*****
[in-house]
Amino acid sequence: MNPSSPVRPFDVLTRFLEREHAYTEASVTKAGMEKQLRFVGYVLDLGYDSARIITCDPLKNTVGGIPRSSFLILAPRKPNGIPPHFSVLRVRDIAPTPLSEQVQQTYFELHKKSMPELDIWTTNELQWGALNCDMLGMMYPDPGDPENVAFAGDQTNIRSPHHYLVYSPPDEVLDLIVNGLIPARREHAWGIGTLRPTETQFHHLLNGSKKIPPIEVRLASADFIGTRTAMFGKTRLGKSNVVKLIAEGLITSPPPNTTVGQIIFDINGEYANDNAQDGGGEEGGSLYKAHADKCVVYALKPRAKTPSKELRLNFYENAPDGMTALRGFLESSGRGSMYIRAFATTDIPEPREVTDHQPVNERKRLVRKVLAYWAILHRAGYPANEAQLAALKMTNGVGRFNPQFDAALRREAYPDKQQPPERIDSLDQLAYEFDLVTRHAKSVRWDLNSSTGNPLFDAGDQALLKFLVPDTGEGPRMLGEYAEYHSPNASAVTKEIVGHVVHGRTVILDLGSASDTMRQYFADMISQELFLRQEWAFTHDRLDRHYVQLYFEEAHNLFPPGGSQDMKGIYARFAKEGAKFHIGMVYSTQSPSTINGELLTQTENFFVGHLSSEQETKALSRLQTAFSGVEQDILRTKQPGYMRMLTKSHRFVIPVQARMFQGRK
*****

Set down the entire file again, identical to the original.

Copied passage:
[in-house]
Amino acid sequence: MNPSSPVRPFDVLTRFLEREHAYTEASVTKAGMEKQLRFVGYVLDLGYDSARIITCDPLKNTVGGIPRSSFLILAPRKPNGIPPHFSVLRVRDIAPTPLSEQVQQTYFELHKKSMPELDIWTTNELQWGALNCDMLGMMYPDPGDPENVAFAGDQTNIRSPHHYLVYSPPDEVLDLIVNGLIPARREHAWGIGTLRPTETQFHHLLNGSKKIPPIEVRLASADFIGTRTAMFGKTRLGKSNVVKLIAEGLITSPPPNTTVGQIIFDINGEYANDNAQDGGGEEGGSLYKAHADKCVVYALKPRAKTPSKELRLNFYENAPDGMTALRGFLESSGRGSMYIRAFATTDIPEPREVTDHQPVNERKRLVRKVLAYWAILHRAGYPANEAQLAALKMTNGVGRFNPQFDAALRREAYPDKQQPPERIDSLDQLAYEFDLVTRHAKSVRWDLNSSTGNPLFDAGDQALLKFLVPDTGEGPRMLGEYAEYHSPNASAVTKEIVGHVVHGRTVILDLGSASDTMRQYFADMISQELFLRQEWAFTHDRLDRHYVQLYFEEAHNLFPPGGSQDMKGIYARFAKEGAKFHIGMVYSTQSPSTINGELLTQTENFFVGHLSSEQETKALSRLQTAFSGVEQDILRTKQPGYMRMLTKSHRFVIPVQARMFQGRK